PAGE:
The NWPC would serve as a national, grassroots network of support and encouragement for women who wanted to run for political office. The goal of the organization was, and is, to increase the number of women in all aspects of public life - as elected and appointed officials, as judges in state and federal courts, and as delegates to national conventions. The NWPC and its local and state affiliates around the country would endorse women candidates of all political parties, as long as those candidates supported reproductive rights, the ratification of the Equal Rights Amendment, and access to universal dependent care. Since its formation in 1971, NWPC and its state affiliates have transformed the political landscape for women in the United States.

1986 - Barbara Mikulski becomes the first Democratic woman elected to the US Senate in her own right.

1987 - NWPC launches first Minority Women Candidates Training Program in DC. NWPC joins other groups to defeat the nomination of anti-choice Robert H. Bork for the U.S. Supreme Court.

1992 - A record number of women are elected to the US Senate, dubbing it the “the Year of the Woman."

2008 - NWPC endorses Hillary Rodham Clinton to President.

1976 - NWPC members meet with presidential candidate Jimmy Carter about the role of women in his administration. At the meeting, Gloria Steinem presents Carter with a copy of Ms. which featured Carter’s mother on the cover. By the end of his term, President Carter has appointed more women to decision-making positions than any president before him.

1983 - NWPC stages first question and answer session with 5 Democratic presidential candidates.

1984 - NWPC’s Older Women’s Caucus initiates a bill to create a Federal Council on Women, an independent agency that would work to alleviate the feminization of poverty. The Lesbian Caucus conducts a program on homophobia at a National Steering Committee meeting and update “Your Campaign and Lesbian and Gay Rights.”

1973 - The first biennial convention of the NWPC marks the first national political convention for women in over 100 years.


July 11, 1971 - 320 women from all over the United States met in Washington, D.C. The group included elected women officials, feminists, community activists, Democrats, Republicans, radicals, union women, homemakers, students, women of color, and lesbians.

1971 - Within months of the initial meeting, NWPC representatives met with potential presidential candidates to see how committed they were to supporting a Women’s Education for Delegate Selection campaign for the NWPC. This program proved successful—in 1972 the number of female delegates to the RNC doubled and tripled in the DNC.

​1972 - NWPC launched a massive ERA ratification campaign after the amendment spent 50 years in dormancy.

1979 - The Leadership Development, Education, and Research Fund (LDERF) 501c3 non-profit branch of the NWPC is established to support Caucus educational programs

2014 - NWPC endorses Delegate Heather Mizeur’s run for Governor of Maryland. Maryland has yet to elect a woman Governor.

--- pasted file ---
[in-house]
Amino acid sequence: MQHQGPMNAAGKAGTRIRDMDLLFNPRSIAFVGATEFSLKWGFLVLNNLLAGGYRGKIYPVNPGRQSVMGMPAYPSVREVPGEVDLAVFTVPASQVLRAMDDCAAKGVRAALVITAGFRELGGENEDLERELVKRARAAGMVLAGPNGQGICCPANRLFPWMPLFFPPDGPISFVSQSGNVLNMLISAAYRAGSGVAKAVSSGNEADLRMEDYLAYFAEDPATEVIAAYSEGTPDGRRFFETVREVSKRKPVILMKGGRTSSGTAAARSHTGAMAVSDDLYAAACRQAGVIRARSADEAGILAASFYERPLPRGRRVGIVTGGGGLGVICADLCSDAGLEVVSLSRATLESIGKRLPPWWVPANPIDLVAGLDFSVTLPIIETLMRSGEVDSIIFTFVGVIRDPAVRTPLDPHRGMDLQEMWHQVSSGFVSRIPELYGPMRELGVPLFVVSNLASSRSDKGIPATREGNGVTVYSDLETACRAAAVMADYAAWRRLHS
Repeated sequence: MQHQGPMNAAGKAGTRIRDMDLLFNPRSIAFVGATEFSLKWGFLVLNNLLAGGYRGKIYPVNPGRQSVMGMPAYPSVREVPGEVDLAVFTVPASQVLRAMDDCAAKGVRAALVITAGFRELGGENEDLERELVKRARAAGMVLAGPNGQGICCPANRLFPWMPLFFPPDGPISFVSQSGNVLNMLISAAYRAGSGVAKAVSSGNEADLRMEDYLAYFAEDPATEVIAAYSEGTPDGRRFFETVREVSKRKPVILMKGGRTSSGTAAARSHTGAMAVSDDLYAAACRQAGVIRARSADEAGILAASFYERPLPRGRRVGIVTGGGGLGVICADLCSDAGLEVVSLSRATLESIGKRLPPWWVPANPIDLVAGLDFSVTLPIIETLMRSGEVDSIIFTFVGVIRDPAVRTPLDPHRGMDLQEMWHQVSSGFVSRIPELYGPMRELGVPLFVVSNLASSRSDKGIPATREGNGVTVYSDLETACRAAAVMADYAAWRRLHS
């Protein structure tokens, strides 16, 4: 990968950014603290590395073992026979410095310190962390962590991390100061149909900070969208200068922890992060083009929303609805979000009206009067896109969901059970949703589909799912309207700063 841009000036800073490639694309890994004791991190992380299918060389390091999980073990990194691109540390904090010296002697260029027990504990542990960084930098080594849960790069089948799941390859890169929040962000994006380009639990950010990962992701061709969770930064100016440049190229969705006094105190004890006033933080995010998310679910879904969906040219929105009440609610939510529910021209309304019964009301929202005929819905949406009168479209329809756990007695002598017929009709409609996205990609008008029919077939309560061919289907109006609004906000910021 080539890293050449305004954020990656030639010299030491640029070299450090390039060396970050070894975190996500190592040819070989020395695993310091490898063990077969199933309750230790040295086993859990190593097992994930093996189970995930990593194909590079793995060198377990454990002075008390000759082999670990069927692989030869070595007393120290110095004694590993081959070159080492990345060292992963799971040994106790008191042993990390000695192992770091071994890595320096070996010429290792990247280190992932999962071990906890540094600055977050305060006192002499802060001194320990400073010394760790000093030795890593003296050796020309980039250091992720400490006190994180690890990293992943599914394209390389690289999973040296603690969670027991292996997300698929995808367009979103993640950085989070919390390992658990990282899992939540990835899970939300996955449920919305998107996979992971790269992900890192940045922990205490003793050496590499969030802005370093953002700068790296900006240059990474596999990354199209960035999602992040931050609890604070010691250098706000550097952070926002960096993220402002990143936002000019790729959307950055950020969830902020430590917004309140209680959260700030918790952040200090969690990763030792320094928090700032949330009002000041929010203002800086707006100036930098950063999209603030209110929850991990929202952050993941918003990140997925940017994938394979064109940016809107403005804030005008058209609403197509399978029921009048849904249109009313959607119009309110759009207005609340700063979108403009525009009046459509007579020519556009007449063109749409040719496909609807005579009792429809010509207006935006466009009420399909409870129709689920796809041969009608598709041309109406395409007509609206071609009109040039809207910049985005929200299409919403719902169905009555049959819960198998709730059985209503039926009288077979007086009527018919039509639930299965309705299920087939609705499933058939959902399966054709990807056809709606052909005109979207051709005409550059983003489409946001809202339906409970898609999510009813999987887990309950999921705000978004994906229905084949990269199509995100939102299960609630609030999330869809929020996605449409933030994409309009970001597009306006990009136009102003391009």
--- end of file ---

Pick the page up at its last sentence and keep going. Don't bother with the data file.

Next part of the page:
1974- NWPC launched the “Win With Women” campaign that aimed to focus attention on women candidates already running, to encourage other women, and to establish an electoral strategy by which women would gain power.

2003 - NWPC endorses former Senator Carol Moseley Braun for President, and a New York Times op-ed calls it “silly.”

2004 - NWPC works to stop the confirmations of Justices Roberts and Alito to the Supreme Court. Although the Senate confirms Alito, Alito receives fewer votes than his anti-choice colleague Justice Roberts.

​1975 - The Republican Women’s Task Force and the Democratic Women’s Task Force are established.

Established in 1971...

Re-established in 2015

2012 - Senator Mikulski becomes the longest-serving female member of Congress, surpassing Representative Edith Nourse Rogers of Massachusetts who served from 1925 - 1960. In the same year, Mikulski also becomes the first woman to chair the Senate Appropriations Committee.

2014 - NWPC endorses Delegate Heather Mizeur’s run for Governor of Maryland. Maryland has yet to elect a woman Governor.

1971 - NWPC establishes state caucuses around the country. Maryland is one of the first and most active caucuses established.

2015 - The 22nd Biennial Convention honors several prominent Marylanders: Under Secretary for Political Affairs Wendy Sherman speaks at the Women of Courage Awards Ceremony; former Navy SEAL Kristin Beck receives a Woman of Courage Award; Baltimore City State’s Attorney Marilyn Mosby serves as keynote speaker at the Good Guys Gala; Baltimore City Councilman Nick Mosby receives a Martin Abzug Good Spouse Award.

2015 - NWPC endorses Hillary Rodham Clinton for President.

2015 - The Maryland Women’s Political Caucus is re-started!


The National Women’s Political Caucus (NWPC) is the oldest political organization for women in the United States.  The group was created in 1971 when 320 feminists (including Gloria Steinem, Bella Abzug, Shirley Chisholm, Betty Friedan, Dorothy Height, and hundreds more) convened in Washington, DC after Congress failed to pass the Equal Rights Amendment. At the time, women were not considered a voting block even though they had had the right to vote for over 50 years, and there were very few women in elected office. Although the National Organization for Women (NOW) existed, there was no organization that focused solely on women in politics.